Abstract: India’s Strategic Forces Command has tested its fourth ballistic missile this month. The previous three tests this month were successful, however, it is unclear whether this one was successful or not. These tests speak volumes on the sense of urgency and tension felt around the world and especially Asia. As tensions increase with the geopolitical potential of a nuclear North Korea, future tests can be expected by regional and neighboring counties. These tests in India have also been conducted to provide a credible deterrent against China.
For the fourth time this month, India’s Strategic Forces Command (SFC) test launched a nuclear capable ballistic missile as part of its annual training cycle to test the combat readiness of the Indian Army’s missile forces.
The Prithvi-II tactical surface-to-surface short-range ballistic missile was test fired from launch complex 3 of the Integrated Test Range at Chandipur on February 21, according to Indian defense sources speaking to local media.
The missile was fired at 830pm local time as part of a nighttime user trial. “The missile trajectory was tracked by radars, electro-optical tracking systems and telemetry stations by the DRDO (Defense Research and Development Organization) along the coast of Odisha,” sources stated.
The missile’s terminal flight phase and splashdown near the designated target area was monitored by DRDO scientists. All test objectives were reportedly met. The Indian Ministry of Defense (MoD) has so far not publicly confirmed the success of the test.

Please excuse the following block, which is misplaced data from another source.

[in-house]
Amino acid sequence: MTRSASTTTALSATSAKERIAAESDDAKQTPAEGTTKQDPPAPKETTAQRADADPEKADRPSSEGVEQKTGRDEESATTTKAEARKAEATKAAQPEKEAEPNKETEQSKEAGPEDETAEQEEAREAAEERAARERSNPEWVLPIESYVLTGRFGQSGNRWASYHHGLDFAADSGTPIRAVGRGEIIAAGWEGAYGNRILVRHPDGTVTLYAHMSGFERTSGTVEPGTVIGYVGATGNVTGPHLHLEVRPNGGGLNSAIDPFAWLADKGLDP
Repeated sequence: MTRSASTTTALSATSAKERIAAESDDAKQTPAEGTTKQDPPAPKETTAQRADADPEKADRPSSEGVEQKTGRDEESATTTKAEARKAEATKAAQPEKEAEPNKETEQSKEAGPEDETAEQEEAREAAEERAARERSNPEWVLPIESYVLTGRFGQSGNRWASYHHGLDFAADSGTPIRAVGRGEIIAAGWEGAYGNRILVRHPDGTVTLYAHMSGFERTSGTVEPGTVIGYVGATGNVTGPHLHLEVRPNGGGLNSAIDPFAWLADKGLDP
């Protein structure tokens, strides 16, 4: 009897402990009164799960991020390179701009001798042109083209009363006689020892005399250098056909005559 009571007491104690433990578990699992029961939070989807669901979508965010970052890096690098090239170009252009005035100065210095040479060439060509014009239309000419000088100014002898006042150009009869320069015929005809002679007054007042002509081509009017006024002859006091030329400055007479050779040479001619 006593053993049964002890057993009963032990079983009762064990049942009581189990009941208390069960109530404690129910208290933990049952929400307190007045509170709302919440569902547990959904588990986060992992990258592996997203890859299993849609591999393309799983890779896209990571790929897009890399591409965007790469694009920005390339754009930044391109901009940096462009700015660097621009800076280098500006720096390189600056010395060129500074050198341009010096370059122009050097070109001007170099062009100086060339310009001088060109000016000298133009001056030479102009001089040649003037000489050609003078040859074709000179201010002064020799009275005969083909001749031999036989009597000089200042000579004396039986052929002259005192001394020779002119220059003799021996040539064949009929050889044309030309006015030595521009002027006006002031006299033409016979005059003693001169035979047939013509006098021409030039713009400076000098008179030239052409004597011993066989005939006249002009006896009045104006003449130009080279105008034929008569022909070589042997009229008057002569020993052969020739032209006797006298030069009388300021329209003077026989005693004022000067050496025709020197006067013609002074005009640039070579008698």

As during a previous daytime launch of a Prithvi-II on February 7, the missile was randomly selected from production stock and launched from a transporter erector launcher.
“The single-state, liquid fuel missile, developed by DRDO in the 1990s and early 2000s under the so-called Integrated Guided Missile Development Program, was first introduced into service in 2003,” I explained previously. “It has an operational range of around 350 kilometers and can alternatively be armed with a 500-1,000 kilogram conventional or nuclear warhead.”
The February 21 test marks the fourth test of a nuclear-ballistic missile this month. In addition to the February 7 test of a Prithvi-II, the SFC successfully test fired an Agni-I short-range nuclear capable ballistic missile on February 6 and an Agni-II medium to intermediate range ballistic missile on February 20. It remains unclear whether yesterday’s Agni-II test was successful or not. Notably, the missile last failed user trials in May 2017.
“There has been an ongoing concern that the two-stage solid-fueled Agni-II—the purported backbone of India’s land-based nuclear deterrent—was inducted into service prematurely,” I wrote earlier this week. “Other tests, including a nighttime test of the missile in 2009, also ended in failure.” The Agni-II, first deployed in 2004, has a maximum range of 2,000-3,000 kilometers. It is road and rail mobile.
In January 2018, the SFC also successfully tested its most advanced nuclear-capable intercontinental ballistic missile (ICBM), the Agni-V, a three-stage solid fuel missile with an estimated operational range of 5,500-5,800 kilometers. The missile can be fitted with a 1,500 kilogram nuclear payload and is designed to provide a credible nuclear deterrent against China.